A review of diagramming in systems practice and how technologies have supported the teaching and learning of diagramming for systems thinking in practice.
Systems Practice and Action Research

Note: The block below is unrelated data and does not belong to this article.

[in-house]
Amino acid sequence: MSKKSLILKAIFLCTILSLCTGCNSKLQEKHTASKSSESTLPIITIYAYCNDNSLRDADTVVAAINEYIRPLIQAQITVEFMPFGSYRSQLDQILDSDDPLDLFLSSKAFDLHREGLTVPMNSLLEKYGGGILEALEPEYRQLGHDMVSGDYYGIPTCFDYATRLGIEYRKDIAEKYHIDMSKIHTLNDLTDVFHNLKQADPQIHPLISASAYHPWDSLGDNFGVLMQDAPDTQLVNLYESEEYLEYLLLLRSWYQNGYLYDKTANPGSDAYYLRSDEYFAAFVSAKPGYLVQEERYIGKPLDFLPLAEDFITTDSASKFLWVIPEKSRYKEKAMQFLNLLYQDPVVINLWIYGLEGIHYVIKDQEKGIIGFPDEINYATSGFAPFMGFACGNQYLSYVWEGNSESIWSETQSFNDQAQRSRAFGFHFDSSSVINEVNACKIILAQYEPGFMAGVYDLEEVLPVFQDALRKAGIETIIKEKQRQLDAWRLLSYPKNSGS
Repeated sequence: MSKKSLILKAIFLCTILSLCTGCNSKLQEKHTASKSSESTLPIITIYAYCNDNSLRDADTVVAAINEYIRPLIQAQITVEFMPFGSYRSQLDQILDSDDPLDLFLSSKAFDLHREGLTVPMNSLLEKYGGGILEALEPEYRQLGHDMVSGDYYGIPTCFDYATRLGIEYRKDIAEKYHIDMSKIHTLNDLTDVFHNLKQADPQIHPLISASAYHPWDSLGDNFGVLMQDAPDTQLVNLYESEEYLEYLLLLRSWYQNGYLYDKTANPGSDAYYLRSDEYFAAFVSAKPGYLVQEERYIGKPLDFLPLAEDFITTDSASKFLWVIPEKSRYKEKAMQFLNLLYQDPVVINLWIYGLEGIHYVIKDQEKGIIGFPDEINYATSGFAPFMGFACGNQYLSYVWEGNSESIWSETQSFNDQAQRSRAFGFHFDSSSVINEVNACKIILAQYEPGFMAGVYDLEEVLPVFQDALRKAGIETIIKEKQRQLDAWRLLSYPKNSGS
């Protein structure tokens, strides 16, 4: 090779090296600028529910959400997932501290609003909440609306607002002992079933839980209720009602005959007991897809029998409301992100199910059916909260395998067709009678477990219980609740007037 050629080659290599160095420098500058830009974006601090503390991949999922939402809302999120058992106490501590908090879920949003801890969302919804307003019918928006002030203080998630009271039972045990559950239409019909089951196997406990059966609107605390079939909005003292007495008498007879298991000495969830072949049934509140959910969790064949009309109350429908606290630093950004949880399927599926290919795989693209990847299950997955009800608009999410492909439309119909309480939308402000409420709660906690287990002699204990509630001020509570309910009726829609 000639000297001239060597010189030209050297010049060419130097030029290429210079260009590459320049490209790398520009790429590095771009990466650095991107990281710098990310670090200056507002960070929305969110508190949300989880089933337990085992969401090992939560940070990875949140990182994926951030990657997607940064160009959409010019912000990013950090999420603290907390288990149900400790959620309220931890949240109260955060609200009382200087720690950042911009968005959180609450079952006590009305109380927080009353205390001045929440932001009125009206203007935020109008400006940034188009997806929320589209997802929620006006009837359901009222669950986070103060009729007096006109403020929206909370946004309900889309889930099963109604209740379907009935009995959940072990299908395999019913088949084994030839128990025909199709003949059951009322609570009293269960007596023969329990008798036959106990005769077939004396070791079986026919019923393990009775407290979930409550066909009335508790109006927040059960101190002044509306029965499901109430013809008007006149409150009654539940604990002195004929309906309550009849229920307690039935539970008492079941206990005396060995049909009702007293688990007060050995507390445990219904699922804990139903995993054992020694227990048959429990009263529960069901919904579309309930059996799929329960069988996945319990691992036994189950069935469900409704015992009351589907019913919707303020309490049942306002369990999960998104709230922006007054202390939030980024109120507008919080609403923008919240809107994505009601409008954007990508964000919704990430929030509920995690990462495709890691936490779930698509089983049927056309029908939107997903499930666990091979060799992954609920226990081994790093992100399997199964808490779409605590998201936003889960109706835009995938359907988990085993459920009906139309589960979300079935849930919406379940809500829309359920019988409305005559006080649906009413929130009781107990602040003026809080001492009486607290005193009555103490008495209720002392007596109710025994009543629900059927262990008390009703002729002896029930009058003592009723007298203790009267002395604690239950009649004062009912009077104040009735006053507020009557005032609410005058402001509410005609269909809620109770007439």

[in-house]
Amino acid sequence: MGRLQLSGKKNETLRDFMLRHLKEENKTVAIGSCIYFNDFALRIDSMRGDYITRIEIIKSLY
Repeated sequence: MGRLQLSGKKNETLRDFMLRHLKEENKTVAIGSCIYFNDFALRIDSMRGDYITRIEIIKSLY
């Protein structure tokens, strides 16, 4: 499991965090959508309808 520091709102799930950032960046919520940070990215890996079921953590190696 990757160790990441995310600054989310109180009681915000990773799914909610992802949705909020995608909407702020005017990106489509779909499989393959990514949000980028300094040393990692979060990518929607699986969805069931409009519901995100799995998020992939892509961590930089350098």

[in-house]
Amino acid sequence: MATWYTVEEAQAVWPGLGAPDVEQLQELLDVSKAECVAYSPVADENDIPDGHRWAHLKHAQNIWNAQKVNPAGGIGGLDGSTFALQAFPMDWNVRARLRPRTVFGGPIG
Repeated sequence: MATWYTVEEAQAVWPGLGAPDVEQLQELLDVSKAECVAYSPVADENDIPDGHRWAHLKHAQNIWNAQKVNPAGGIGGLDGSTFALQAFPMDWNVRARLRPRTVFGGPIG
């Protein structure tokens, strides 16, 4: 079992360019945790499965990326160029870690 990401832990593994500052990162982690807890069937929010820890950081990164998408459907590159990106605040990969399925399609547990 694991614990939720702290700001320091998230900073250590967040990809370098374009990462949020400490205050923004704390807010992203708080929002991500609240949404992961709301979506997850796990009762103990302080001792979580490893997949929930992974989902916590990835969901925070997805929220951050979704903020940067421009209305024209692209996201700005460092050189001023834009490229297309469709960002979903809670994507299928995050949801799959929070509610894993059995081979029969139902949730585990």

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The educational process arguably involves a mediated discourse between teachers and learners to aid sense or meaning making for both parties. That mediation, particularly in distance teaching models, is often done through the use of educational resources, whereby teachers develop and/or select the educational resources which the learners then study or engage with through purposeful activities. Some issues or topics are so complicated or complex that words or numbers may be insufficient to represent the meanings contained within them and this is particularly relevant to systems studies which examine complex adaptive systems. Equally diagrams can break out of the linear and systematic nature of printed text to show non-linear and systemic features. This latter trait has been enhanced through the emergence in recent years of digital technologies whereby hypertext and other web applications now make it easier to create dynamic and/or interactive diagrams. And yet there has been little recent research into the influence of such technologies on the learning of systems diagramming skills at a distance. These issues are examined through a review of the literature and the reporting of previously unpublished surveys within The Open University on the value of diagrams to systems studies and the role of technology in influencing the study of diagramming in the teaching of systems thinking in practice. This review indicates that diagrams are seen as an important feature of systems studies and that digital technology can be effective in supporting the teaching and learning of systems diagramming skills at a distance. It also notes that new investigations are needed to examine whether more recent developments in digital technologies have made them more effective and/or efficient for teaching and using such skills in practice.
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